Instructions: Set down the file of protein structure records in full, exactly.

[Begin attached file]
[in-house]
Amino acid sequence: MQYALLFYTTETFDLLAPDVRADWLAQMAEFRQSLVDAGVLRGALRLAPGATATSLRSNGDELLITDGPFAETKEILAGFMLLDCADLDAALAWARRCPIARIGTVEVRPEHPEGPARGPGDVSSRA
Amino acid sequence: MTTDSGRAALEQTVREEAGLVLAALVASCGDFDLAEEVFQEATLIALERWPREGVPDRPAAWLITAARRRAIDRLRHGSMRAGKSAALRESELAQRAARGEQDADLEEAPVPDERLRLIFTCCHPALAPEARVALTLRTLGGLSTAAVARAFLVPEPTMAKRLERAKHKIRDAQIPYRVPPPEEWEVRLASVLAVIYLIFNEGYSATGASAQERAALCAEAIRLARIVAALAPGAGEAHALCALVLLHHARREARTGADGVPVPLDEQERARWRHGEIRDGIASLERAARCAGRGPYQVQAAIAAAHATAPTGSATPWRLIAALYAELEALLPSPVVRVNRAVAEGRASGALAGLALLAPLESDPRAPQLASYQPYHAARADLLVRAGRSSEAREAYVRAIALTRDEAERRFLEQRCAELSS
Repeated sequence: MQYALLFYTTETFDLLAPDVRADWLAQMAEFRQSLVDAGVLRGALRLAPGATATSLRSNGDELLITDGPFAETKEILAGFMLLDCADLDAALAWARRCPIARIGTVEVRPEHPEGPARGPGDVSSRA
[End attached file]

[in-house]
Amino acid sequence: MQYALLFYTTETFDLLAPDVRADWLAQMAEFRQSLVDAGVLRGALRLAPGATATSLRSNGDELLITDGPFAETKEILAGFMLLDCADLDAALAWARRCPIARIGTVEVRPEHPEGPARGPGDVSSRA
Amino acid sequence: MTTDSGRAALEQTVREEAGLVLAALVASCGDFDLAEEVFQEATLIALERWPREGVPDRPAAWLITAARRRAIDRLRHGSMRAGKSAALRESELAQRAARGEQDADLEEAPVPDERLRLIFTCCHPALAPEARVALTLRTLGGLSTAAVARAFLVPEPTMAKRLERAKHKIRDAQIPYRVPPPEEWEVRLASVLAVIYLIFNEGYSATGASAQERAALCAEAIRLARIVAALAPGAGEAHALCALVLLHHARREARTGADGVPVPLDEQERARWRHGEIRDGIASLERAARCAGRGPYQVQAAIAAAHATAPTGSATPWRLIAALYAELEALLPSPVVRVNRAVAEGRASGALAGLALLAPLESDPRAPQLASYQPYHAARADLLVRAGRSSEAREAYVRAIALTRDEAERRFLEQRCAELSS
Repeated sequence: MQYALLFYTTETFDLLAPDVRADWLAQMAEFRQSLVDAGVLRGALRLAPGATATSLRSNGDELLITDGPFAETKEILAGFMLLDCADLDAALAWARRCPIARIGTVEVRPEHPEGPARGPGDVSSRA